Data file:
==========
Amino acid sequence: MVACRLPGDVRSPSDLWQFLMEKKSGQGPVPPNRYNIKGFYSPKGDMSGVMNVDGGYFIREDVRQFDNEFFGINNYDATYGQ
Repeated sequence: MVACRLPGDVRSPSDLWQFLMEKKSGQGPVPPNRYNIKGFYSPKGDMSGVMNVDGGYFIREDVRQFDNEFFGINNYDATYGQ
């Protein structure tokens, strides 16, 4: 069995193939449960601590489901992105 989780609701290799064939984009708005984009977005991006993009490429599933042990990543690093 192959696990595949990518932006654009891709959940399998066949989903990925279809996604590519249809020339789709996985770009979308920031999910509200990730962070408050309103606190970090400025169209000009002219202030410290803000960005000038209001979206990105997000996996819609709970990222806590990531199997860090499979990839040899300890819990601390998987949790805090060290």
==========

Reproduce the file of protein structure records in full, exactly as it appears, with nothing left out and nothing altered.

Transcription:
Amino acid sequence: MVACRLPGDVRSPSDLWQFLMEKKSGQGPVPPNRYNIKGFYSPKGDMSGVMNVDGGYFIREDVRQFDNEFFGINNYDATYGQ
Repeated sequence: MVACRLPGDVRSPSDLWQFLMEKKSGQGPVPPNRYNIKGFYSPKGDMSGVMNVDGGYFIREDVRQFDNEFFGINNYDATYGQ
């Protein structure tokens, strides 16, 4: 069995193939449960601590489901992105 989780609701290799064939984009708005984009977005991006993009490429599933042990990543690093 192959696990595949990518932006654009891709959940399998066949989903990925279809996604590519249809020339789709996985770009979308920031999910509200990730962070408050309103606190970090400025169209000009002219202030410290803000960005000038209001979206990105997000996996819609709970990222806590990531199997860090499979990839040899300890819990601390998987949790805090060290």